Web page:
Some medicines and drugs are administered by more sophisticated dispensers such as droplet dispensers, or hyperdermic needles. However, it will be appreciated that these more sophisticated types of dispenser could have colour coding applied thereto corresponding to the colour coding of a measuring tape of the kind illustrated at 10. For instance, where the drug is pre-packed in dispensers of differing sizes, the different sizes of dispenser could be colour coded in accordance with the colour code on the measuring tape. Alternatively where the dispenser has a transparent zone through which the drug can be observed, there may be a colour coding on the transparent zone which will enable the person administering the drug to use a quantity dictated in accordance with the colour coding. Therefore, even in quite sophisticated medical practice, the tape measure 10 can be used in association with a correspondingly colour coded dispenser or set of dispensers in order to give a dosage which is related to the height of the patient, and thereby indirectly related to the ideal weight of the patient.

Turning now to FIG. 8, there is illustrated a dispenser, which is intended to be used in an emergency or casualty ward of a hospital, and which in effect comprises a container 40 comprising a series of drawers 42; 44; 46; 48 and 50. FIG. 8 illustrates how the fronts of these drawers are coloured according to a similar colour coding scheme as that applied to the measuring tape 10, that is to say the drawer 42 is coloured red, the drawer 44 is coloured green and so on.

In use, each of these drawers 42 to 50 contains either a single piece of medical or surgical apparatus, such as an endotracheal tube, or it may contain a kit of items of apparatus, including pre packed drugs. The significance of the arrangement is that each drawer contains an apparatus or kit pieces of apparatus, which are of the correct values in terms of dosage or size, for the treatment of a patient the height of which has been read off according to the colour coding on the measuring tape 10.

One of the problems of an emergency or casualty ward, is that treatment generally has to be initiated under pressure. On the other hand, the size of certain pieces of equipment, for instance the diameter of an endotracheal tube can be quite critical to the success of the treatment which is some cases may be vital. However, by simply measuring the heel to crown height of the patient, reading off the appropriate colour coding, and then selecting the correspondingly colour code drawer, it is ensured that the apparatus which is used is correct for the patient having that height. Again therefore, it will be appreciated that there is a great saving in time and stress on the staff in the emergency situation, and some guarantee that the correct treatment will be applied.

In some instances, simple colour coding by itself may not be sufficient, since obviously it is best if the colour coding can rely on only primary colours, and more than a few length increments may be needed. FIG. 9 illustrates an alternative measuring tape 50 having a series of ten length increment zones. It will be observed from FIG. 9 that the zones are coloured in the sequence; red; green; yellow; blue; white; red; green; yellow; blue; white. However, the first five zones each bear the representation (diagrammatic) of a single dispenser 52, whereas the second set of five zones each has the representation of two dispensers. This is intended to indicate to a user, that if the measured length of a patient is in the second set of five colour coded zones, the appropriate dosage will be twice that which will be given if the measured length were in one of the first five colour coded zones. This therefore illustrates a method whereby the colour coding may be supplemented by an additional coding method to increase the number of length increments which are available on the measuring tape. It will be appreciated, that colour coding is not the only method by which the dispenser could be coded, for instance letter or symbol coding could be employed.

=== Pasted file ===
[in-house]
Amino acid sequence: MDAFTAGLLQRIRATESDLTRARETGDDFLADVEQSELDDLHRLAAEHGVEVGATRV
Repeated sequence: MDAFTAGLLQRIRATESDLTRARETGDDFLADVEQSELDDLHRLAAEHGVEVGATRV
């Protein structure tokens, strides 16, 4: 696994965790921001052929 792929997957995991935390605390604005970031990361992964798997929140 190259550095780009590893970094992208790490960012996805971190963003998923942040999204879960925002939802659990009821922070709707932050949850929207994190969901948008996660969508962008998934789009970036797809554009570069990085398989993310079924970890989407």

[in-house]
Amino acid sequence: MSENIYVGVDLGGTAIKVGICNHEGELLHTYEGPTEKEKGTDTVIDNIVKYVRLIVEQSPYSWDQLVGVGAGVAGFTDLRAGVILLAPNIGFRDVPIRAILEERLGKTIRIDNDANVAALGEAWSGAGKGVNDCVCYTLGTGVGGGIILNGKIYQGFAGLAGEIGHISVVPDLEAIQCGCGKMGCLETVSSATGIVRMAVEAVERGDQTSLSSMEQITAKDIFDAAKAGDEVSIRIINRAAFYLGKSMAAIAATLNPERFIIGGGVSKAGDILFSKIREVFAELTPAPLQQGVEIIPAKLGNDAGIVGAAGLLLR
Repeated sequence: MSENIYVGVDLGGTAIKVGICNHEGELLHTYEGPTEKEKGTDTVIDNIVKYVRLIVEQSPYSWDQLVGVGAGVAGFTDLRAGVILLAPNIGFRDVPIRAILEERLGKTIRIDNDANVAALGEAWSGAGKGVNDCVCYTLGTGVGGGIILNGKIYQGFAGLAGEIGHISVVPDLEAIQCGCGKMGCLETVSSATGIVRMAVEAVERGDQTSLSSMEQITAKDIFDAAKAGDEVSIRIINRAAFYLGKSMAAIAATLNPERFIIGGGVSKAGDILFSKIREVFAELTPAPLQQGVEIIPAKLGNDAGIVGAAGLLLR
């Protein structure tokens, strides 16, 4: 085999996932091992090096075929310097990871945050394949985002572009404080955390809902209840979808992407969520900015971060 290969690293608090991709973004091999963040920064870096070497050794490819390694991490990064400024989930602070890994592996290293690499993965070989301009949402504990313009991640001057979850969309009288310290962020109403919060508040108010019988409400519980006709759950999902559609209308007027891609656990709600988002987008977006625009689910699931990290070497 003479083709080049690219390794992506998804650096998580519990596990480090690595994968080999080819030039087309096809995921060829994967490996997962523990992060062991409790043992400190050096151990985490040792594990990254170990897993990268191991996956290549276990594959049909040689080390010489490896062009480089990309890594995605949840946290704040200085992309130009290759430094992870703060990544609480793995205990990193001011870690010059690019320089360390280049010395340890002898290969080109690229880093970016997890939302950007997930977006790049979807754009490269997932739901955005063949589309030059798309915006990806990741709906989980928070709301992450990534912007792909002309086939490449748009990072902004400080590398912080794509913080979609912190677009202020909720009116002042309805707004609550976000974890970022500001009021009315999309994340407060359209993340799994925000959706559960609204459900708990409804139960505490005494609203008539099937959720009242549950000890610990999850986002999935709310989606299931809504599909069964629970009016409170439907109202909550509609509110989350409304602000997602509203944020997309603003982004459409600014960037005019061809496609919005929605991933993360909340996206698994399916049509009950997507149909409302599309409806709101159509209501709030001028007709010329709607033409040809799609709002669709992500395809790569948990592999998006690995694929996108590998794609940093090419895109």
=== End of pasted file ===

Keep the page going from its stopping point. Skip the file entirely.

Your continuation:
Referring back now to FIG. 2, the tape 10 or 50, can be used as a conventional measuring tape. That is, the enclosure 11 is placed at one end of the patient and the measuring tape 10 is extended so that the pull tab 12 of the measuring tape is at the other end of the patient. Then the coding is read directly off the tape 10 as previously described.

As is shown in FIG. 3, the enclosure 11 can be mounted at the head or foot end of a stretcher. When a patient is placed on a stretcher, a measurement can be taken by extending the measuring tape 10 along the length of the stretcher to the other end of the patient's body. Another variation of the invention is shown in FIG. 4, where a measuring tape 10 is fixed along the length of a stretcher, so that a reading can be taken directly without manipulating the tape at all. It is only necessary to make sure that one of the patient's body is adjacent to one end of the tape.

The tape 10 has been described above with reference to total heel to crown body length. However, it will be approciated, that the tape can also be used with any body part length or body subsegment length to which a desired treatment value can be co-related.

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Classifications
U.S. Classification33/759, 33/512, 33/760
International ClassificationA61G12/00, A61B10/00, G01B3/00, G01B3/10, A61J7/00, A61B5/107
Cooperative ClassificationA61J7/0084, G01B3/004, A61B5/1072, G01B3/1084, G01B3/1082, A61J7/0046, A61B5/107, A61J2205/20, A61B10/00, A61G12/00
European ClassificationG01B3/00B1, A61B10/00, A61B5/107B, G01B3/10T, A61B5/107, G01B3/10Z, A61G12/00, A61J7/00D8
Legal Events
DateCodeEventDescription
Nov 5, 1992ASAssignment
Owner name: BROSELOW MEDICAL TECHNOLOGIES, INC., NORTH CAROLIN
Free format text: ASSIGNMENT OF ASSIGNORS INTEREST.;ASSIGNOR:BROSELOW, JAMES B., M.D.;REEL/FRAME:006319/0019
Effective date: 19920909
Sep 28, 1994FPAYFee payment
Year of fee payment: 4
Oct 19, 1998FPAYFee payment
Year of fee payment: 8
Aug 29, 2002FPAYFee payment
Year of fee payment: 12